Well, let’s ask LaMarcus…
“First of all, I have nothing against Kevin Love, he is a really good player. But I thought All-Star was about making your team better, making your record better. But now I know: It’s about stats, not record.”
How’s that for passive aggressiveness? It’s disappointing that his ire wasn’t directed towards Tim Duncan, an actual undeserved candidate, but then again, his bewilderment with Kevin’s selection was equally understandable on this night. Not only did the Love and the Wolves starters go scoreless for the first eight minutes of the contest, LaMarcus nearly outscored our entire team in a first quarter where we could only muster 14 points to his 11.
The Denver Nuggets have been an impressive collection of talent for quite some time. Carmelo Anthony remains one of the league’s premier scorers, Nene’s reliability is criminally underrated and J.R. Smith-the very personification of this volatile unit-is dynamite in sneakers; wildly unstable, yet effectively explosive. Unfortunately, the same carefree demeanor that’s allowed them to fill up stats sheets and highlight reels has continued to define them in moments that demanded far more poise. Plainly put, they’ve never been considered a contender because they’ve never been able to get out of their own way. So it was particularly amusing to see them move at such a deliberately slow pace as they set about picking the Wolves apart.
Despite the visitors obvious intentions, our boys proceeded with business as usual to predictably varying results. Postgame, Kurt Rambis was asked to comment on his unit’s 8 scant turnovers, yet neither coach nor scribe acknowledged that such supposed ball control was actually due to unconscionably poor shooting: the Wolves attempted 95 field goals and made just 39% of them. This however, didn’t keep us from witnessing an entertaining affair in which both teams tried to wrestle victory out of their own hands. The Wolves gave the game away early, the Nuggets tried to give it back, but we-being such gracious hosts-refused to take it.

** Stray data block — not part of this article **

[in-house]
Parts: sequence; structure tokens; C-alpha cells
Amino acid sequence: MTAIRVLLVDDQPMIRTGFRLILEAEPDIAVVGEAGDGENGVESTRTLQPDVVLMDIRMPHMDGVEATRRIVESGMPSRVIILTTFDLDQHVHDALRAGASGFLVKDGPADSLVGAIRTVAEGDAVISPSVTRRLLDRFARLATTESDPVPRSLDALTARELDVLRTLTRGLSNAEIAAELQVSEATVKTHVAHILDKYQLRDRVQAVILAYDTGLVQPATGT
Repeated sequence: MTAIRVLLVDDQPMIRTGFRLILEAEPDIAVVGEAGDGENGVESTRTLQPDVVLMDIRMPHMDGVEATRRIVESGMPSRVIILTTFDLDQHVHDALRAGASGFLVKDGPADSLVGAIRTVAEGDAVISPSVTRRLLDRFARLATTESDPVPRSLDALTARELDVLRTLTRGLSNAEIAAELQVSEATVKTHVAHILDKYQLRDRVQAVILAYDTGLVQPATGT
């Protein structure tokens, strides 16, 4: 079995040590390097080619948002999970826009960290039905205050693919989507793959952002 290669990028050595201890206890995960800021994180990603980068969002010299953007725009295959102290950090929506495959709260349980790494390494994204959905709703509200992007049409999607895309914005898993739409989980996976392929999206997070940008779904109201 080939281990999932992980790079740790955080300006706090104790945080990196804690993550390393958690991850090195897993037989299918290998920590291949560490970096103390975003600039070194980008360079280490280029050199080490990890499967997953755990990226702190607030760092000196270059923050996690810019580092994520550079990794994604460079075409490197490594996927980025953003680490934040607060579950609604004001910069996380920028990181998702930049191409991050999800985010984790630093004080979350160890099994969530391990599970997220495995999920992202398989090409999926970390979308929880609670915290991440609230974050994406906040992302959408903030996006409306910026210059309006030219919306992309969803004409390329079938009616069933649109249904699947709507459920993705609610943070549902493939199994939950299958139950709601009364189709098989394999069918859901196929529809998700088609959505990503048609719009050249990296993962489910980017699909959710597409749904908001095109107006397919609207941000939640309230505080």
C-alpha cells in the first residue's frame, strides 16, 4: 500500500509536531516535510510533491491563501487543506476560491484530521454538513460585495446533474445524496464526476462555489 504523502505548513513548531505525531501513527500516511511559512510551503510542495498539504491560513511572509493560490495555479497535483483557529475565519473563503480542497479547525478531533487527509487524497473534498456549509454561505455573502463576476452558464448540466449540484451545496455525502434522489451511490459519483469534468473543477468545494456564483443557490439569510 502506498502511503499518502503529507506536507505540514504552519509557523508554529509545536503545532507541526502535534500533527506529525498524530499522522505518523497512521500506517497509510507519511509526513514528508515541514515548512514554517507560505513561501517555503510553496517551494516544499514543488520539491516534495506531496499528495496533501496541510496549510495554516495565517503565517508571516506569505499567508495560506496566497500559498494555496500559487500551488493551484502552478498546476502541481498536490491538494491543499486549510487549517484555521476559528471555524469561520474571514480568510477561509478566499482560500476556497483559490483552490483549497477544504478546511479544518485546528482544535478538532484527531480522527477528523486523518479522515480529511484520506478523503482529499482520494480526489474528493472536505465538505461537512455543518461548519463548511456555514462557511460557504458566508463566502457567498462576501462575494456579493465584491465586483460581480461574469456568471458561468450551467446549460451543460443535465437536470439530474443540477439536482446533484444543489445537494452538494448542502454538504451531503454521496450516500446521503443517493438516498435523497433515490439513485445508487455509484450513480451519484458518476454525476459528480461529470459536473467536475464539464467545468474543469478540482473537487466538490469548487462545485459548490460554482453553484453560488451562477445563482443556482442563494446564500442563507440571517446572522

Der Komissar delivered the good news before last night’s tilt versus the Raptors and the STrib’s Jerry Zgoda was kind enough to spread the word:
Rambis stopped Martin from starting his scouting report and told everyone that Love will play in the Feb. 20 game at Staples Center in Los Angeles.
“He put out his hand and I thought he was messing with me,” Love said while sitting at his locker after Friday’s game.
“I was so shocked. I blacked out for a second ’cause I didn’t know what was going on. When he said that, I was sitting right here, I just like ‘What are you talking about? Is Ashton Kutcher about to hop up in here?’ I had no idea.”
Love is the first Timberwolves player named to the All-Star Game since Kevin Garnett made the 2007 game in Las Vegas.
The Wolves immediately bought advertising space on electronic billboards around Target Center and Block E. Messages congratulating Love flashed over First Avenue Friday evening and will continue through Sunday.
It was just another Tuesday night in Los Angeles. The Lakers and Rockets were engaged in a mildly entertaining matchup and we were all probably searching for something better to watch while they delayed the inevitable. But those who couldn’t find the remote were treated to a noteworthy showing from Lamar Odom.
As it has for quite some time, Odom’s game defied definition. His elongated frame swept through the lane with a preternatural grace, each step too casual to have been calculated. On the defensive end, opponents were denied and rebounds were snatched with an aggression that belied such finesse, each board leading to a magnificent whirlwind of versatility. He conducted fast breaks, dished with a captivating flair, calmly pulled up in transition, and spotted up expertly from three. Of course this wasn’t anything we haven’t seen from him before, just more of it. Kobe Bryant’s theatrics may have dominated the nightly recaps, but the W was primarily thanks to Lamar’s 20 points and 20 rebounds.